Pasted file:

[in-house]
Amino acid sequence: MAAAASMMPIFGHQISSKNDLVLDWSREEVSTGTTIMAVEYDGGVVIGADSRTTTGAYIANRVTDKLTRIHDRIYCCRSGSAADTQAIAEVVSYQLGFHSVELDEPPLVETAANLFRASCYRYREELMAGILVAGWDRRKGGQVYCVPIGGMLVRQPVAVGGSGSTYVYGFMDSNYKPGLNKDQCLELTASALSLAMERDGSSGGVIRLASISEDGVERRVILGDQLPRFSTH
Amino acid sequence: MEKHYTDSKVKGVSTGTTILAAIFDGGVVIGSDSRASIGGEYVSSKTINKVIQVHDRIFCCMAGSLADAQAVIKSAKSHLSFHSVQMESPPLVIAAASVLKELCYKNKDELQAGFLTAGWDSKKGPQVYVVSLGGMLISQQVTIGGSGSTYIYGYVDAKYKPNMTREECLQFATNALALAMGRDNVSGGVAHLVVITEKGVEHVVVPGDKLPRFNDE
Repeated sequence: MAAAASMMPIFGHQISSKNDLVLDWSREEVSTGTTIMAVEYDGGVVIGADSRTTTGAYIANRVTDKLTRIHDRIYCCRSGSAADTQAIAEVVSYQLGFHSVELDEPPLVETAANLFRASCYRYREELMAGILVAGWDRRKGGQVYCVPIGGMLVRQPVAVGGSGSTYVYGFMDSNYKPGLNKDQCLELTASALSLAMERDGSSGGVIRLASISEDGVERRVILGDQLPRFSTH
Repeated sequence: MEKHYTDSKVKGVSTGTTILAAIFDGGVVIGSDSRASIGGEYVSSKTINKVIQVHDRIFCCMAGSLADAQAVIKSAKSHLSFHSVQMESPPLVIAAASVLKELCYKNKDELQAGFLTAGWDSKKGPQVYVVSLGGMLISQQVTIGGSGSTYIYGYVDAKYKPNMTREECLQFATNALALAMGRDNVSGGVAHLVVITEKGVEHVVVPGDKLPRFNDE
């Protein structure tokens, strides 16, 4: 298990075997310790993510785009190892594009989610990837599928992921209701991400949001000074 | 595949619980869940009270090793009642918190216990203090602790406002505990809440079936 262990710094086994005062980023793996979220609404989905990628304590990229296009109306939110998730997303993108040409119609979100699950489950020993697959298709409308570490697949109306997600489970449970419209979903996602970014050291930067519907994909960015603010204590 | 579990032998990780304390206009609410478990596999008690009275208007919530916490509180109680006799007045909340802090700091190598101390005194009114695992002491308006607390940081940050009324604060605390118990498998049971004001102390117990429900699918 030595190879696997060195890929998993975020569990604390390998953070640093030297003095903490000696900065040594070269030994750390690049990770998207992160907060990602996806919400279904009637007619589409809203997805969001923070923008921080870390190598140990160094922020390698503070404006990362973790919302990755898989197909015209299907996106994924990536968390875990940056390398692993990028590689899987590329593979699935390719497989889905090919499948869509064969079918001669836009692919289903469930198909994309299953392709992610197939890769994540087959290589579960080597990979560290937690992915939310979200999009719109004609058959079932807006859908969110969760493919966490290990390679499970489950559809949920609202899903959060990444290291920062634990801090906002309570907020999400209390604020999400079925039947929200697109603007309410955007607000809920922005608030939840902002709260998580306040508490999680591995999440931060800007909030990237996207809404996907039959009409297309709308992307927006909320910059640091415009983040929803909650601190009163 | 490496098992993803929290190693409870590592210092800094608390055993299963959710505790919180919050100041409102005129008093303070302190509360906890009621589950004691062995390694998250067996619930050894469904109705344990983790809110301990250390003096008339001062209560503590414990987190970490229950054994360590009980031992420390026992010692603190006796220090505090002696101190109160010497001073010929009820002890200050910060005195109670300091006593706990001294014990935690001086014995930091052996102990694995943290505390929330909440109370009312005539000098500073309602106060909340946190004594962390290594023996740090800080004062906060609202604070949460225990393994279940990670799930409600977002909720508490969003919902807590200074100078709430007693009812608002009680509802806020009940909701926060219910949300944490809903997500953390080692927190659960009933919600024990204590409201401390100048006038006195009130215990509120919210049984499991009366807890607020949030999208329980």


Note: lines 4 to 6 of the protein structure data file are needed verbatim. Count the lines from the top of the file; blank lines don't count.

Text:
Repeated sequence: MAAAASMMPIFGHQISSKNDLVLDWSREEVSTGTTIMAVEYDGGVVIGADSRTTTGAYIANRVTDKLTRIHDRIYCCRSGSAADTQAIAEVVSYQLGFHSVELDEPPLVETAANLFRASCYRYREELMAGILVAGWDRRKGGQVYCVPIGGMLVRQPVAVGGSGSTYVYGFMDSNYKPGLNKDQCLELTASALSLAMERDGSSGGVIRLASISEDGVERRVILGDQLPRFSTH
Repeated sequence: MEKHYTDSKVKGVSTGTTILAAIFDGGVVIGSDSRASIGGEYVSSKTINKVIQVHDRIFCCMAGSLADAQAVIKSAKSHLSFHSVQMESPPLVIAAASVLKELCYKNKDELQAGFLTAGWDSKKGPQVYVVSLGGMLISQQVTIGGSGSTYIYGYVDAKYKPNMTREECLQFATNALALAMGRDNVSGGVAHLVVITEKGVEHVVVPGDKLPRFNDE
């Protein structure tokens, strides 16, 4: 298990075997310790993510785009190892594009989610990837599928992921209701991400949001000074 | 595949619980869940009270090793009642918190216990203090602790406002505990809440079936 262990710094086994005062980023793996979220609404989905990628304590990229296009109306939110998730997303993108040409119609979100699950489950020993697959298709409308570490697949109306997600489970449970419209979903996602970014050291930067519907994909960015603010204590 | 579990032998990780304390206009609410478990596999008690009275208007919530916490509180109680006799007045909340802090700091190598101390005194009114695992002491308006607390940081940050009324604060605390118990498998049971004001102390117990429900699918 030595190879696997060195890929998993975020569990604390390998953070640093030297003095903490000696900065040594070269030994750390690049990770998207992160907060990602996806919400279904009637007619589409809203997805969001923070923008921080870390190598140990160094922020390698503070404006990362973790919302990755898989197909015209299907996106994924990536968390875990940056390398692993990028590689899987590329593979699935390719497989889905090919499948869509064969079918001669836009692919289903469930198909994309299953392709992610197939890769994540087959290589579960080597990979560290937690992915939310979200999009719109004609058959079932807006859908969110969760493919966490290990390679499970489950559809949920609202899903959060990444290291920062634990801090906002309570907020999400209390604020999400079925039947929200697109603007309410955007607000809920922005608030939840902002709260998580306040508490999680591995999440931060800007909030990237996207809404996907039959009409297309709308992307927006909320910059640091415009983040929803909650601190009163 | 490496098992993803929290190693409870590592210092800094608390055993299963959710505790919180919050100041409102005129008093303070302190509360906890009621589950004691062995390694998250067996619930050894469904109705344990983790809110301990250390003096008339001062209560503590414990987190970490229950054994360590009980031992420390026992010692603190006796220090505090002696101190109160010497001073010929009820002890200050910060005195109670300091006593706990001294014990935690001086014995930091052996102990694995943290505390929330909440109370009312005539000098500073309602106060909340946190004594962390290594023996740090800080004062906060609202604070949460225990393994279940990670799930409600977002909720508490969003919902807590200074100078709430007693009812608002009680509802806020009940909701926060219910949300944490809903997500953390080692927190659960009933919600024990204590409201401390100048006038006195009130215990509120919210049984499991009366807890607020949030999208329980």